Ellingsen is writing from a Reformed theological perspective, Lutheran to be exact, and he is following Luther’s Augustinian theology of concupiscent desire to discuss sin as not only those things that people do by omission or commission, but all our activities by which our self is the goal, the end, of the action.
And not only are our actions selfish, but even the act of faith and religious expression since being religious (having faith) is something we do for the self…as something that is self-ish…self-centered…so to it is sin. Even reading this review, or stopping to read this review, is an act of self-decision for self-benefit…and hence marred in the sin of selfishness.
This is what Luther and Augustine mean by those bound by sin, Luther’s idea of being simultaneously sinner and justified. It is not an idea hatched in Calvinist Hell as some would observe; it is, rather, the idea that at any point wherein the self is the driving force of the action the action is sinful.
Thus, sin is ever present because our egos always play a role in our decisions. We cannot escape our condition…or as the writer of Ecclesiastes is apt to note, “there is not one righteous, no not one.” Whether it be helping someone pray, writing a sermon, giving to the poor, asking God for forgiveness, mowing our yard, being kind to our spouses, being an awesome teacher to students etc., etc., all these actions have benefits for the self and were the self not benefited in some way than most of us would not do them.
This is what separates us from Christ: Christ partook in action for the gain of nothing…as humans we do not know how to do that.
Even the act of confession is a sinful act whereby we are confessing our sins to save our “souls” from hell…and in the holiness traditions that speak of sanctification the goal is really a negation of the self in order to find the “real” spiritual self. Hence even this pious theological idea of purity is still an act of spiritual actualization that is not selfless…in fact it is totally centered on the self.
And that is a profound theological trick: to convince people we are not interested in the self only to really preach a gospel that makes us better selves, feeling better about ourselves and creating a path whereby the self we hate becomes the self we can love.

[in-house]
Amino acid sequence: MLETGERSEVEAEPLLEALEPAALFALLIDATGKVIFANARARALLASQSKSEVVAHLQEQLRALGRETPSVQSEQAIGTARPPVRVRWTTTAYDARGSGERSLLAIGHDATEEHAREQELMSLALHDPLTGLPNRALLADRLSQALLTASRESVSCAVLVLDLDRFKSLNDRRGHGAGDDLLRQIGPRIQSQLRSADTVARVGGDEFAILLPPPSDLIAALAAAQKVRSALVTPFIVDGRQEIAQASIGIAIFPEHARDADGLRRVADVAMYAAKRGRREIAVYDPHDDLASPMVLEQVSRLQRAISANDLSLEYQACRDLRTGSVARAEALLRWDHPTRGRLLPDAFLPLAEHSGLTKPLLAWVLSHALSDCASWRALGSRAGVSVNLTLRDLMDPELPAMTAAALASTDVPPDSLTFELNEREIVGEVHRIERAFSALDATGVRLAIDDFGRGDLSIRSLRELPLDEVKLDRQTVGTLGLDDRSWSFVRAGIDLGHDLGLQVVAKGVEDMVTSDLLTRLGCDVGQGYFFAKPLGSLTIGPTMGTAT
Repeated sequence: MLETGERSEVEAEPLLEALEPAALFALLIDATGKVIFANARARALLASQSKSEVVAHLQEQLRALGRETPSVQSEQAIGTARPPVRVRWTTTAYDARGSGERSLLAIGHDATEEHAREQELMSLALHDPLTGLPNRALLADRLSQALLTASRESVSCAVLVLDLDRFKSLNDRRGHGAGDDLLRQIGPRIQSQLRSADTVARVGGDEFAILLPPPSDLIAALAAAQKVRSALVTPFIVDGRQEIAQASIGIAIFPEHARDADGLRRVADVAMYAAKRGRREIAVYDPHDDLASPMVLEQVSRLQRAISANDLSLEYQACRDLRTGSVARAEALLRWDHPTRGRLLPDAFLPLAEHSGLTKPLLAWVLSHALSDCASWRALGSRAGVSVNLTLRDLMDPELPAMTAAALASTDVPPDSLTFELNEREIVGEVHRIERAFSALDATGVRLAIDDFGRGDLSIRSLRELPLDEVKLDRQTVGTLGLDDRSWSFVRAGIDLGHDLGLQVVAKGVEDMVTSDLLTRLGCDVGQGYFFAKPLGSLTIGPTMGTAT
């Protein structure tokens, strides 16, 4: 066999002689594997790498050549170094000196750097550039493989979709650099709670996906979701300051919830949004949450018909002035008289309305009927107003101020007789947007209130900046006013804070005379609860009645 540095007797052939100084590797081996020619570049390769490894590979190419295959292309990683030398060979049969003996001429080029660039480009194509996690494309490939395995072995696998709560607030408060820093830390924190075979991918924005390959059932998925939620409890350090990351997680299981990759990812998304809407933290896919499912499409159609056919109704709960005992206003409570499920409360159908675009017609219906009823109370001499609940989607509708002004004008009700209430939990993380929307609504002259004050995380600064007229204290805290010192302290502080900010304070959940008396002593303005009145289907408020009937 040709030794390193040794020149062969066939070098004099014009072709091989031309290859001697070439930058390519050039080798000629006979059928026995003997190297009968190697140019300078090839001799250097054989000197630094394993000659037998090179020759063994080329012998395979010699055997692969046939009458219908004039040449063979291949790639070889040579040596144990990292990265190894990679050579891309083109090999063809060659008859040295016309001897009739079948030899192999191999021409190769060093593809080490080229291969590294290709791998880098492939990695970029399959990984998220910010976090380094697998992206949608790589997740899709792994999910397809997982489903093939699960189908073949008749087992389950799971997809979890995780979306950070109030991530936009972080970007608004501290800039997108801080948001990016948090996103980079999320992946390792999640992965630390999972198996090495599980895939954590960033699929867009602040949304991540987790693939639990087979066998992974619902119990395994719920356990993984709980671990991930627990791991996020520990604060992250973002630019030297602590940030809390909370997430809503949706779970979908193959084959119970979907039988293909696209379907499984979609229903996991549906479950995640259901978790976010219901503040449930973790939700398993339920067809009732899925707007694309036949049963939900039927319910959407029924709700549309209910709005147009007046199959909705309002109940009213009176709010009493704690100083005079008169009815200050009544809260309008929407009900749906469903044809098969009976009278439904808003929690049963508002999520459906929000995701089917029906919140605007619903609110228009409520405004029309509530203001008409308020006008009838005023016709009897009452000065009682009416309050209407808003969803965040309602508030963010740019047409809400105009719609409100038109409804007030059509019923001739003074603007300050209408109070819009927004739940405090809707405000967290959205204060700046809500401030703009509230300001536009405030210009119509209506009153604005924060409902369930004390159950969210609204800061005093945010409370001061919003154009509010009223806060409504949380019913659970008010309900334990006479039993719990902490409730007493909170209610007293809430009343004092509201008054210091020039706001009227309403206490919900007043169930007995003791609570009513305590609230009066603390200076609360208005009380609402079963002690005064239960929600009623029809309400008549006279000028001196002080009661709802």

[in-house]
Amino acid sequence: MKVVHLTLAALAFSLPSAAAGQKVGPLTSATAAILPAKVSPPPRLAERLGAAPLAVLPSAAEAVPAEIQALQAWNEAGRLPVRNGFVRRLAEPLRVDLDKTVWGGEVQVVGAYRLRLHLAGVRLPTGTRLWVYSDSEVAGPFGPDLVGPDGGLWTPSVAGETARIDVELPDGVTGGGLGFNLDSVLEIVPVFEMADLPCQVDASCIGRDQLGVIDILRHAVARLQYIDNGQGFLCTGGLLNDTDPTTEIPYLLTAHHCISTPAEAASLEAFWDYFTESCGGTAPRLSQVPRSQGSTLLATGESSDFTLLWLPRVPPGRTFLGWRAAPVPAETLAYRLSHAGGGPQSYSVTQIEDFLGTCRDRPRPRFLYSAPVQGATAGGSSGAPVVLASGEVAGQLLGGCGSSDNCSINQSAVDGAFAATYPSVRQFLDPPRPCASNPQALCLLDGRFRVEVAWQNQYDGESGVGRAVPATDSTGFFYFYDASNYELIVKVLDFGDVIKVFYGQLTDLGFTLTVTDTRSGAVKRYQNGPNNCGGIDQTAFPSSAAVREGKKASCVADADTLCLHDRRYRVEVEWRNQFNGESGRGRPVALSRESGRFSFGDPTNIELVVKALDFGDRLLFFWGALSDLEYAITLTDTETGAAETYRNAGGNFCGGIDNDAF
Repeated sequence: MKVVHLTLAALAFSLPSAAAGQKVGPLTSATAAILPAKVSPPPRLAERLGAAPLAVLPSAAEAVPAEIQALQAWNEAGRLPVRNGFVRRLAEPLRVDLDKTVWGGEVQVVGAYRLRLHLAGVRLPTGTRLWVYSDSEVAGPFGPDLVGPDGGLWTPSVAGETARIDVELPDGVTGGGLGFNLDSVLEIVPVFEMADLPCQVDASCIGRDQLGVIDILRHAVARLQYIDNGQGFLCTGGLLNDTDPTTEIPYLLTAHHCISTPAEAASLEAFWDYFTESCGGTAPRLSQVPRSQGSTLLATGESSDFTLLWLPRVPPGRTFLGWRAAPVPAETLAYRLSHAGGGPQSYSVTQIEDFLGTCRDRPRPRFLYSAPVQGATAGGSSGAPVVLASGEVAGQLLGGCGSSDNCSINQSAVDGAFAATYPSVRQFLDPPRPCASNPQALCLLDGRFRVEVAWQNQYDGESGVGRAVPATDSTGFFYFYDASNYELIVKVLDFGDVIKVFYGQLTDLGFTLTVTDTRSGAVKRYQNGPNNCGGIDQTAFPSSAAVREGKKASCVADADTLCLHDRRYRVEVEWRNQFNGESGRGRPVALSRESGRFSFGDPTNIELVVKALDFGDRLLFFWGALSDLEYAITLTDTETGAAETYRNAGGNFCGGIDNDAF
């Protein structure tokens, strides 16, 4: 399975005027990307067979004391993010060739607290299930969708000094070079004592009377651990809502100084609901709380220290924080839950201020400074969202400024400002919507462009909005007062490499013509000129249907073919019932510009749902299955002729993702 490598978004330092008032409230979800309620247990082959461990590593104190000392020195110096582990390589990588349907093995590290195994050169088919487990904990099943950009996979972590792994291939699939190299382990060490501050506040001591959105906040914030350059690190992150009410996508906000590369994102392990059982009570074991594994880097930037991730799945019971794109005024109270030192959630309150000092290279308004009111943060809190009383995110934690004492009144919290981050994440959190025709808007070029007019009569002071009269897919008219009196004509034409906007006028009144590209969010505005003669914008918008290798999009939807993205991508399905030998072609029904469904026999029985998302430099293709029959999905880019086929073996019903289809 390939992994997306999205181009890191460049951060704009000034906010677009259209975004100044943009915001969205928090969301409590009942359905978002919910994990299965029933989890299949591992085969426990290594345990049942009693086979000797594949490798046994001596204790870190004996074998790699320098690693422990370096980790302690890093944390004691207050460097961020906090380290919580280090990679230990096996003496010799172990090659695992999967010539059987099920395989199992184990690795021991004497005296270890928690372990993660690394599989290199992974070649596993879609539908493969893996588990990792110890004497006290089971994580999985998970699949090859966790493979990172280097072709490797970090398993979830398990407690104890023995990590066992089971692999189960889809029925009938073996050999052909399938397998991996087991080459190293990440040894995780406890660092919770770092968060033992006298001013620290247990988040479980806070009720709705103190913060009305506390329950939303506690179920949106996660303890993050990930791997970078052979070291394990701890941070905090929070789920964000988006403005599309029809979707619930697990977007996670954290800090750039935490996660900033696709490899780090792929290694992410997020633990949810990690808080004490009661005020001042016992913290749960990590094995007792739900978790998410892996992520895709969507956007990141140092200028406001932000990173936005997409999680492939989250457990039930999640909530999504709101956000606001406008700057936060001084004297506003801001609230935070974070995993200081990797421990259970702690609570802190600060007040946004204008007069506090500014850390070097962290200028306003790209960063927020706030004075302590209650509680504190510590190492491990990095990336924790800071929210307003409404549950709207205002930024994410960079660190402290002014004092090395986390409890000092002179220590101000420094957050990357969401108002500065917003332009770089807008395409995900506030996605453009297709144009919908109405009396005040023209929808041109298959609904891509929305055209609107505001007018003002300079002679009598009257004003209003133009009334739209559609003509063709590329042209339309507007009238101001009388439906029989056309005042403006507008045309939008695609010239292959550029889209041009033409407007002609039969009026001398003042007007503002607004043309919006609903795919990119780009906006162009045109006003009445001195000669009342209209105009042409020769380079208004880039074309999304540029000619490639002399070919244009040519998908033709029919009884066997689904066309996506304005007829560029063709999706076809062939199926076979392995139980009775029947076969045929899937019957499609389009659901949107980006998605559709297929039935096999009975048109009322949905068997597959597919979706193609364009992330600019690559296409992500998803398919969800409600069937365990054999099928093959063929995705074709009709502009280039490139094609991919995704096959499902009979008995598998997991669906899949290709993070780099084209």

Thus, Elingsen writes to inform us that once we realize we are all sinners to the core, selfish ego-centric beings, we can then be free to sin bravely.
We can bravely help the poor, preach the Gospel, petition for peace, give to others, bury the dead, marry the happy, help a child with their homework., etc., because we know that we do these things as people who are not pure in our intentions but who do them as sinners and do them so that God can turn our actions into something greater than our motives, no matter how pure we think them to be.
In other words, we do them as sinners saved by grace in thought and practice, not as people who do them thinking we are worthy because of our holy intentions. Once we are released from the idea of purity in motive and act, we are then free to sin bravely, courageously, and to embody a Gospel that is authentic and honest…and one that is much more fun than a list of Puritan rules whereby we are the author and sustainer of our faith via our actions that “keep” us “right” with God.
Ellingsen reminds us of the words of Augustine, “love God and do what you will.”
A heart turned toward God will love God through its actions, yet it will do it lost in the space of God’s grace and not beholden to an ideal of purpose and prosperity that remains focused on the self rather than focused on the God wherein the self is to reside. A perpetual quest for self, whether secular or religious, leads to a fragmented society of fragmented people…that take themselves too seriously and get caught up in their own importance as they pursue themselves.
But a life that is committed to brave sinning will face the world in hope and freedom. Hope in the Christ that has made us more than we could ever be and free to be ourselves as those that engage in the playful realities of life that we like to call business, and God just calls playtime.
I leave you with the words of Ellingsen
“So Sin Bravely! But believe and rejoice in Christ even more bravely…as long as we live here in this world we will have to sin, but no sin will separate us from Christ. Have fun, too!”